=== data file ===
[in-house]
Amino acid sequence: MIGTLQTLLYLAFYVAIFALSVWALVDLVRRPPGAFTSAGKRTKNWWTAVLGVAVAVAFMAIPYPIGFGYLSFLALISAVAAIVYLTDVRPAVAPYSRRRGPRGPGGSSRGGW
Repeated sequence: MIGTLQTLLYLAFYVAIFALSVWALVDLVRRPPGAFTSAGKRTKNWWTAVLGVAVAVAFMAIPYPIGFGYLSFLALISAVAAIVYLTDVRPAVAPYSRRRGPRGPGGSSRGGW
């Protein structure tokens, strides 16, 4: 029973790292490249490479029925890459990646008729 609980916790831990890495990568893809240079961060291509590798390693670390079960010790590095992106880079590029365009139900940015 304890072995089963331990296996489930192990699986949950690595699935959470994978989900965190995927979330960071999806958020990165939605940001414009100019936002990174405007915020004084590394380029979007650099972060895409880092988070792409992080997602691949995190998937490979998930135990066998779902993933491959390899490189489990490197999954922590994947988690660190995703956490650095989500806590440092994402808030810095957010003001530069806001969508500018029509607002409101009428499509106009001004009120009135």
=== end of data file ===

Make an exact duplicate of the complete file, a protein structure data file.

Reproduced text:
[in-house]
Amino acid sequence: MIGTLQTLLYLAFYVAIFALSVWALVDLVRRPPGAFTSAGKRTKNWWTAVLGVAVAVAFMAIPYPIGFGYLSFLALISAVAAIVYLTDVRPAVAPYSRRRGPRGPGGSSRGGW
Repeated sequence: MIGTLQTLLYLAFYVAIFALSVWALVDLVRRPPGAFTSAGKRTKNWWTAVLGVAVAVAFMAIPYPIGFGYLSFLALISAVAAIVYLTDVRPAVAPYSRRRGPRGPGGSSRGGW
């Protein structure tokens, strides 16, 4: 029973790292490249490479029925890459990646008729 609980916790831990890495990568893809240079961060291509590798390693670390079960010790590095992106880079590029365009139900940015 304890072995089963331990296996489930192990699986949950690595699935959470994978989900965190995927979330960071999806958020990165939605940001414009100019936002990174405007915020004084590394380029979007650099972060895409880092988070792409992080997602691949995190998937490979998930135990066998779902993933491959390899490189489990490197999954922590994947988690660190995703956490650095989500806590440092994402808030810095957010003001530069806001969508500018029509607002409101009428499509106009001004009120009135």